Labelling of medicines
Overage, tolerance, overfill
Overages and deviations from declared values. Vials, ampoules, perfusion bags, etc usually have an overage (to make it possible to obtain the stated content). There is neither regulation nor tradition for specifying this overfill, despite it being relevant in situations like reconstitution and preparing partial doses.
From a medical point of view , it is usually the size of the deviation that is important, not whether it is positive or negative. What tolerance regulatory authorities accept will depend on processes and technology available, and on the importance of accuracy in the therapeutic situation.
I do not know, but it would surprise me if overage (biased composition) of a final medicinal product is accepted. But I know several examples of overfill.
*Perfusion solutions in plastic bags. Overfill partly to compensate for water loss by diffusion. They should give the specified volume also after three year storage. Overfill also to compensate for residual volume in bag and infusion equipment.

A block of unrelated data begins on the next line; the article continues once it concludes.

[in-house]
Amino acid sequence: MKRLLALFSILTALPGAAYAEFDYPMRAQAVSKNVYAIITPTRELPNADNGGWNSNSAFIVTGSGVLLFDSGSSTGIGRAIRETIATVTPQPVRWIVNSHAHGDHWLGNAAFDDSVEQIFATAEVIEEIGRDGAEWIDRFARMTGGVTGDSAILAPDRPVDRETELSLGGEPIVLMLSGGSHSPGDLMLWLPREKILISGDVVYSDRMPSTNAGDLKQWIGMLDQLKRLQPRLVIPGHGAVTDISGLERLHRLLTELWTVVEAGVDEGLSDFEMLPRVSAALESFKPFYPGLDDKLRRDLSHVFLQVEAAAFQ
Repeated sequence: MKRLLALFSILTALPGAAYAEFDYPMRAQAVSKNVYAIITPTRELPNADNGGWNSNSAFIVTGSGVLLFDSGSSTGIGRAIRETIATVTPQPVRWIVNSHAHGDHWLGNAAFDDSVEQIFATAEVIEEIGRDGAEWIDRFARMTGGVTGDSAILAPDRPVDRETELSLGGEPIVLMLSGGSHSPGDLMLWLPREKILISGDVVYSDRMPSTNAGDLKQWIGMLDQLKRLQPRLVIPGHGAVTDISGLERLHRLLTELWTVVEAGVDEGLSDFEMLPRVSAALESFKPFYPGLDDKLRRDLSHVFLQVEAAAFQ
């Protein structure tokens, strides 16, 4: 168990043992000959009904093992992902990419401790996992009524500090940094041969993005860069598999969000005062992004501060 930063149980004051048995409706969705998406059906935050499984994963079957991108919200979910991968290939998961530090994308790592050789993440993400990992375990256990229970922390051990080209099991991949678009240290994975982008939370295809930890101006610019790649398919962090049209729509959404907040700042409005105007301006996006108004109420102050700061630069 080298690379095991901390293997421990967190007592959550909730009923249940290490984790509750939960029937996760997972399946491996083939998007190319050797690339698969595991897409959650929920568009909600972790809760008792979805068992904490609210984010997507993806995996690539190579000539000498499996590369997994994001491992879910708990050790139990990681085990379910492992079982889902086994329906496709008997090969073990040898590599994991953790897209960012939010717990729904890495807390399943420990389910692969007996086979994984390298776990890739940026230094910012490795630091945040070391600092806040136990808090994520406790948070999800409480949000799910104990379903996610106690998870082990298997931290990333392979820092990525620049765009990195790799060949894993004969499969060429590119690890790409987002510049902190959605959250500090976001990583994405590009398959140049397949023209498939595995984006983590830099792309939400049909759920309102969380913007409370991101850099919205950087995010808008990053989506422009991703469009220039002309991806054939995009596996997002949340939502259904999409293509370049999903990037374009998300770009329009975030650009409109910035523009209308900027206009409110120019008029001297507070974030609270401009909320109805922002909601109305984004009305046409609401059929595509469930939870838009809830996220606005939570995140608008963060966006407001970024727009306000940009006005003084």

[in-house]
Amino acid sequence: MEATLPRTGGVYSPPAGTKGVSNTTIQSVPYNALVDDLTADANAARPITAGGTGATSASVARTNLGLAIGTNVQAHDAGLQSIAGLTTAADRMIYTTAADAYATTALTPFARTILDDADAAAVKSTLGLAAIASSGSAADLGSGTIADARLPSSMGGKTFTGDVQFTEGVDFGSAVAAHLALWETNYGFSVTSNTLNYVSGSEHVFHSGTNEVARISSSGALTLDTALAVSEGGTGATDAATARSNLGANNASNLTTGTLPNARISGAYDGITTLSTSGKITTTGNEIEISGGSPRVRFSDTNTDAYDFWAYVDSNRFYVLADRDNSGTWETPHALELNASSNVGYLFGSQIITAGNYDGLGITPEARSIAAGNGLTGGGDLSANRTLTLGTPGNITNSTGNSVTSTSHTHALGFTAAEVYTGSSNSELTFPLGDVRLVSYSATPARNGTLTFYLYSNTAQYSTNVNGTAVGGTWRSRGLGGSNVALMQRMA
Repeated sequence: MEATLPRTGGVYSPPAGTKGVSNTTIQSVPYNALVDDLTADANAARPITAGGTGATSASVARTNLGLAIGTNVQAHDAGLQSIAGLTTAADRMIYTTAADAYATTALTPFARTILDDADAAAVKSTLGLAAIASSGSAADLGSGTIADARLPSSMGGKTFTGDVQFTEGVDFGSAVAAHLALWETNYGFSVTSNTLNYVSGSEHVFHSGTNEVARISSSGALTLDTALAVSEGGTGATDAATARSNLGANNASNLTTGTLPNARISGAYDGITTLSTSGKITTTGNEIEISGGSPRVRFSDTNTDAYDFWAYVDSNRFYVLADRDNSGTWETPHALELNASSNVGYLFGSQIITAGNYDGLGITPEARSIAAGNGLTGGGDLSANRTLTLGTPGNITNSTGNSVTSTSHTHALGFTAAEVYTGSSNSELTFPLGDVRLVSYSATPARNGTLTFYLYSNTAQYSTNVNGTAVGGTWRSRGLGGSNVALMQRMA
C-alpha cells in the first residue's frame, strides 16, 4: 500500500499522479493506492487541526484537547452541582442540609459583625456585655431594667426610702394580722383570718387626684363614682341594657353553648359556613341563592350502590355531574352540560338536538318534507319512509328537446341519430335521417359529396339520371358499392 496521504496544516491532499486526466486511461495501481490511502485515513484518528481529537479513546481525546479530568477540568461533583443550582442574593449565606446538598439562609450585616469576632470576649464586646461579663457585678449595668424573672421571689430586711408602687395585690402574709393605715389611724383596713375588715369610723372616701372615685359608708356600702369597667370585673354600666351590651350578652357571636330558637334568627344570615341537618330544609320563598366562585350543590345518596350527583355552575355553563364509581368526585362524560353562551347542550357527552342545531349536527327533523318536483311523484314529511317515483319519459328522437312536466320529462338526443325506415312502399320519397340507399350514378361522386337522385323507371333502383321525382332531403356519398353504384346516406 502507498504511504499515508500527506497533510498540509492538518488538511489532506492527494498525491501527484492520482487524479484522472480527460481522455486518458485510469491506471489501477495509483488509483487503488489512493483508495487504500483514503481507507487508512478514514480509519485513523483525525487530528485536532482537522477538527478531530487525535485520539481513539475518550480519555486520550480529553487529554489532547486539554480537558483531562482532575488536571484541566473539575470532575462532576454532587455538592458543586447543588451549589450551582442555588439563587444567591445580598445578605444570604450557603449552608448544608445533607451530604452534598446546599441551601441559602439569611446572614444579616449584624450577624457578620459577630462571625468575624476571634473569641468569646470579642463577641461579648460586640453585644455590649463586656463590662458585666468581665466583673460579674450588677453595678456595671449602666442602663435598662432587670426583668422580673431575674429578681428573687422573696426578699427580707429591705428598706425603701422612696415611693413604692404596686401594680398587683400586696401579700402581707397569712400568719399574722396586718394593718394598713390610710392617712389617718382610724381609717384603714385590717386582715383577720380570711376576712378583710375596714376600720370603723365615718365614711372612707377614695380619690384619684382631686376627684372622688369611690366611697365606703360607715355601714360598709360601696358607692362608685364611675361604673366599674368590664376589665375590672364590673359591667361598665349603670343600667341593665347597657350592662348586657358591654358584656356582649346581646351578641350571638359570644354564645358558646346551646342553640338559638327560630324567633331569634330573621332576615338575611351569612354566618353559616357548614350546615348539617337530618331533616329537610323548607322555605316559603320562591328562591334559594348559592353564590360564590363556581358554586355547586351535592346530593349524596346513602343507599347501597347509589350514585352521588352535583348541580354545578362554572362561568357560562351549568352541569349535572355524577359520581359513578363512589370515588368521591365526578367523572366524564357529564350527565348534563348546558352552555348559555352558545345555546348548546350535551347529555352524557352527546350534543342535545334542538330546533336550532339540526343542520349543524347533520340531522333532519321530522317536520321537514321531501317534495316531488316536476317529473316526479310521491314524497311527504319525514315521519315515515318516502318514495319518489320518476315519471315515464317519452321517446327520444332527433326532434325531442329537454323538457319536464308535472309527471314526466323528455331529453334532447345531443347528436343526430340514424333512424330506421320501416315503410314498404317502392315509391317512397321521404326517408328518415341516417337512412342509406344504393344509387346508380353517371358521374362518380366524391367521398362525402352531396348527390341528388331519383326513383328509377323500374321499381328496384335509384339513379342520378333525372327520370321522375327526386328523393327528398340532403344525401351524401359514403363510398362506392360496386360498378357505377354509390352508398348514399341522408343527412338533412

*Overfill in ampoules and vials to ensure that it is possible to extract the declared amount by the most usual method (syringe and canulla). The overfill becomes an overdose if all the content is extracted, which is the case when a transfer needle adapter is used. The relative overfill will be greater for smaller containers. The intended overfill is never(?) indicated on the label. I only know one exception of that: Taxotere has an overfill of 14%, which is indicated in small print on the package insert. The indication in very large fonts on the container and the cartoon, gives the amount without the overfill. There are at least twentyone reported cases of exessive doses of Taxotere in US, and I know the same error has been done in two hospital pharmacies in Norway.
I strongly feel that the degree of overfill ought to be declared on the label or the package insert.
last revision 01052002